Croatian writer Slavenka Drakulic has been dealing with quite a bit of vitriol from her fellow Croatians because she dared to point out that her homeland might have more than just a little fascination with its fascist past:

Shadows in the Sunshine
It is a tourist favourite and looks EU bound, but Croatia’s attitude to its fascist past is troubling

Croatia is a “small country for a big vacation”, as the ads tell you. But beyond the marketing and optimistic reports of millions of holidaymakers spending their “big vacation” there, there is less cheerful news, casting an unpleasant shadow over that small tourist paradise on the Adriatic.

This summer Dinko Sakic, the 86-year-old former commander of Jasenovac, the notorious second world war concentration camp, was buried in his Ustashe uniform, the Croatian equivalent of the Nazis. After the war, Sakic emigrated to Argentina but returned after Croatian independence in 1991. He was welcomed back like a celebrity. In his interviews, Sakic repeated that he regretted nothing. What Sakic should have repented was that tens of thousands of inmates in Jasenovac were murdered under his command. He also personally executed two Jewish prisoners. Franjo Tudjman’s government showed no will to put Sakic on trial until Israel signalled it was perfectly willing to try him there. So in 1998, Sakic was sentenced to a maximum of 20 years. At his funeral a Dominican priest, Vjekoslav Lasic gave a speech in which he advised Croats to admire Sakic and to take him as an example.

Efraim Zuroff from the Simon Wiesenthal Centre protested to Croatian president Stjepan Mesic. There ended the scandal.

Then, a few weeks ago, Zvonko Busic, a 62-year-old Croat who served 32 years in US prisons for terrorism, was welcomed at the Zagreb airport by pro-Ustashe supporters who hailed him with the traditional fascist salute. Busic had hijacked a TWA passenger plane in 1976 on the way from New York to Chicago, intending to throw leaflets describing the discrimination against Croats in Yugoslavia. [No elaboration on what this “discrimination” entailed.] A bomb planted at the same time by Busic at New York’s Central Station exploded, a policeman was killed and three were wounded. But in Croatia he was considered a hero and a martyr “for our cause”; the victims, just a misfortune. He was compared to Begin, Arafat, Mandela, Che Guevara and Tito. [Wouldn’t Tito be the chief discriminator against Croatians, who delivered them their nightmare: having to share a country with other ethnicities and worse — with Serbs?]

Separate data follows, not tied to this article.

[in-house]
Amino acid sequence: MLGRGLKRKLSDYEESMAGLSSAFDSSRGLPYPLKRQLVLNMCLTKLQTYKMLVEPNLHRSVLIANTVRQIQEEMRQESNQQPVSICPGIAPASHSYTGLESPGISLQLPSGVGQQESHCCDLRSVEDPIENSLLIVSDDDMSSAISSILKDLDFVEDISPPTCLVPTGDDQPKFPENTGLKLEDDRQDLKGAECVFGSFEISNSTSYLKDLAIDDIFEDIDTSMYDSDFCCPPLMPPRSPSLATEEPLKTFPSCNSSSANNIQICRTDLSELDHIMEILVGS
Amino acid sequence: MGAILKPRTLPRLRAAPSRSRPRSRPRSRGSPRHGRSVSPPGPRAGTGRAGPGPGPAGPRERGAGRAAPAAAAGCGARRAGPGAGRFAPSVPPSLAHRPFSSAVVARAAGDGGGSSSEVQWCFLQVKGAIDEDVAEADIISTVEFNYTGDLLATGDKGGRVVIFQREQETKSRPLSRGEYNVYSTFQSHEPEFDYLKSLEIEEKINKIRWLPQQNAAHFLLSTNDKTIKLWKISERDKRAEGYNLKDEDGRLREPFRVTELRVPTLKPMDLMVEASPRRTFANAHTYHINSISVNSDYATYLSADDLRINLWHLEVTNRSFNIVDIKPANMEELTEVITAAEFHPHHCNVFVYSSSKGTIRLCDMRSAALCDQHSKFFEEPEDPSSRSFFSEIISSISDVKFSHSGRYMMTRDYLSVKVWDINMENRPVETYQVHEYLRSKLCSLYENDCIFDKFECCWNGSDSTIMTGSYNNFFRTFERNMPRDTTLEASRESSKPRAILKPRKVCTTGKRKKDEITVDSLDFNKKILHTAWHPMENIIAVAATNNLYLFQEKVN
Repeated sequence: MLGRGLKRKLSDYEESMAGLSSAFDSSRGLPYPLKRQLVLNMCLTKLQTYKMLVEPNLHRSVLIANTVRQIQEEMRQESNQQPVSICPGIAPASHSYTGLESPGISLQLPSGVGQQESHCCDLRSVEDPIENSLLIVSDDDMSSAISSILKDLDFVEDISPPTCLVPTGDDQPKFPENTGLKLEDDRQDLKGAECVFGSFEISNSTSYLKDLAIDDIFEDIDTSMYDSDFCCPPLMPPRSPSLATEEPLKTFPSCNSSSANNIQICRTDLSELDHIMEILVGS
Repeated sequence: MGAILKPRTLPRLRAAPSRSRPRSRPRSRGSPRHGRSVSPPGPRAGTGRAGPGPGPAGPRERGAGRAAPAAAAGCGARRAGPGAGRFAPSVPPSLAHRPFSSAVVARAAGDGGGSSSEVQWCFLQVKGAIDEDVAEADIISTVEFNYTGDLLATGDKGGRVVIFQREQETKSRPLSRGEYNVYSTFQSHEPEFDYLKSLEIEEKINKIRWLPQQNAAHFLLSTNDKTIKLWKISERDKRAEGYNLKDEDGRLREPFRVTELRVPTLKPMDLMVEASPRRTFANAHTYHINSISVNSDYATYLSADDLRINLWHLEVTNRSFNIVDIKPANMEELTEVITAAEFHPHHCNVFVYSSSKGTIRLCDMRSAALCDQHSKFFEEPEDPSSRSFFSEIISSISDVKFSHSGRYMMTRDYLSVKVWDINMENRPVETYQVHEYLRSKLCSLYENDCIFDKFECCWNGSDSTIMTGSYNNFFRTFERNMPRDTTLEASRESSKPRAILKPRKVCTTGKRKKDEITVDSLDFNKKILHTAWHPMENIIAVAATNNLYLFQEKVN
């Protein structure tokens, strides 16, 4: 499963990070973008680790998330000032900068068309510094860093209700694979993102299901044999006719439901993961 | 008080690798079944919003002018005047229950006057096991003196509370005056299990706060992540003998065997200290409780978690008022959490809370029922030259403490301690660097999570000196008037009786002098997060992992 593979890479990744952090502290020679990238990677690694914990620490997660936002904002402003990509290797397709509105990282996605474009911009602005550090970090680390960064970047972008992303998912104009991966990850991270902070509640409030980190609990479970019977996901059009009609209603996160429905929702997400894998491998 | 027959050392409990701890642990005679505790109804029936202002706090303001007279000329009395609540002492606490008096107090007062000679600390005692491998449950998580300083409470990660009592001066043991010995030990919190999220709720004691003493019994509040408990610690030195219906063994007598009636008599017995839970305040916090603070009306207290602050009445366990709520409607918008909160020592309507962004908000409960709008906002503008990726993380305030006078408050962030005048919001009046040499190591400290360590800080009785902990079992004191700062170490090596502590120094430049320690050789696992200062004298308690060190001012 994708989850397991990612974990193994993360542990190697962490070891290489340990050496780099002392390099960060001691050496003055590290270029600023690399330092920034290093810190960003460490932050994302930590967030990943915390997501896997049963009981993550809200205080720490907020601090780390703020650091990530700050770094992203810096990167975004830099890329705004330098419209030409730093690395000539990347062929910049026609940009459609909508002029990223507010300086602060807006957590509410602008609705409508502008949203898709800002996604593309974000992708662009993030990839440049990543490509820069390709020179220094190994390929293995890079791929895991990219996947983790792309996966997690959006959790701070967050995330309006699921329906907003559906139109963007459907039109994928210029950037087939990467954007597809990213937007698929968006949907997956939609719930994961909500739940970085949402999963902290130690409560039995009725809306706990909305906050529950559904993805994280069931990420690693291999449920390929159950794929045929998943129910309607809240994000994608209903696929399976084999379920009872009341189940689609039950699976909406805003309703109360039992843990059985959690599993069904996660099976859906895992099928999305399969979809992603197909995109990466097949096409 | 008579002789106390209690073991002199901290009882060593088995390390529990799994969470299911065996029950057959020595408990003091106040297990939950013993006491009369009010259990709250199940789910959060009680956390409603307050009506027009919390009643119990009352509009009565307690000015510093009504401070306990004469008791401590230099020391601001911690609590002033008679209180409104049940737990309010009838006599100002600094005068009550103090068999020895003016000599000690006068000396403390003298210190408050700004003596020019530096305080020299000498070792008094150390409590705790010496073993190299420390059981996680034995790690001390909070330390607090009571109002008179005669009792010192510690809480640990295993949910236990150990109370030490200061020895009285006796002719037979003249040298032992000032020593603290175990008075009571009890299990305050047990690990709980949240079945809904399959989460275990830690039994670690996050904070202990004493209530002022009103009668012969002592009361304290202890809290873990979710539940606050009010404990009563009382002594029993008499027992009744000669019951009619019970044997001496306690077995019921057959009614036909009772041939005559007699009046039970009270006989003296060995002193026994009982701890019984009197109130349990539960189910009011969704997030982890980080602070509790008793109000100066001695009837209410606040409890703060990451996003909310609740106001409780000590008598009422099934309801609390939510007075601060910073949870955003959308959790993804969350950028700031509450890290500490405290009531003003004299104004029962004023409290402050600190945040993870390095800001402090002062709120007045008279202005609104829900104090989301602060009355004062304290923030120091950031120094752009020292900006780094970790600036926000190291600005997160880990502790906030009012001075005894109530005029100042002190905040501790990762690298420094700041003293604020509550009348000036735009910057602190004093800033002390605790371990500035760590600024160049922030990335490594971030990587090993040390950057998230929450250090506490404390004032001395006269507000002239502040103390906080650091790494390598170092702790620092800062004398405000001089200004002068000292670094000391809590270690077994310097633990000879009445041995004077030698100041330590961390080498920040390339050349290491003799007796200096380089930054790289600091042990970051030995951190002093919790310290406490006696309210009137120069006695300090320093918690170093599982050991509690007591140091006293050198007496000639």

As if this pair were not enough, the country has been further split by the pop singer Marko Perkovic Thompson, whose audiences, dressed in clothes adorned with Ustashe symbols, habitually raise their hands in a fascist salute - some even shout “Kill Serbs”. Should his concerts, inciting nationalist hatred (which is forbidden by law) be banned or not? Recently President Mesic did not attend a tennis tournament because Thompson was due to play in the same town. However, the Croatian Helsinki Committee - for human rights! - defended the singer’s right to perform. Mayors of Croatian cities are divided: for some, Thompson is a patriot; for others, a promotor of fascist values.

It’s interesting that the common denominator of these three is not only the rehabilitation of fascist ideology, but the apparent unwillingness of legal institutions such as the police and the public attorney’s office to react to them. Indeed, how could they, when even some ministers attend Thompson’s concerts?

The dilemma of whether the law should be enforced or not is absurd. If anti-fascism is stated in the constitution of the new Croatian state, if the law prohibits the inciting of national, religious and racial hatred, then what’s the problem? The problem is the Croatian attitude to its own past. Documents and declarations are one thing, but reality is another. In reality, before its 17 years of independence, Croatia was an independent state only once: between 1941 and 1945 - when it was ruled by a Nazi puppet government.

This is the history that the Croatia of Franjo Tudjman fell back upon, and the same sentiments continue. In spite of political speeches denouncing episodic revivals of this infamous heritage, the general attitude here is that fighters for the “national cause” can not, by definition, be criminals. It is not the crime that counts, but the intentions behind it. This is the same logic that turns war criminals from the Balkan wars, such as Mirko Norac, into heroes.

Croatian politicians, especially the prime minister Ivo Sanader, loudly promote European values and declare their commitment to join the EU. While such un-European behaviour as war crimes, terrorism and fascism might be legally banned, they are, in practice, tolerated and even nourished. Does the EU need this Croatia - a country that is showing the world only its pretty summer face, but keeping its dubious values hidden?

• Slavenka Drakulic is the author of the book They Would Never Hurt a Fly - War Criminals on Trial in The Hague

Indeed, Ms. Drakulic is to be commended for seeing her own with at least this amount of honesty, so she can be forgiven for still thinking that Croats were discriminated against by Yugoslavia, a communist state that ensured misery for all — though less misery, apparently, than the ethnically pure statelets it splintered into.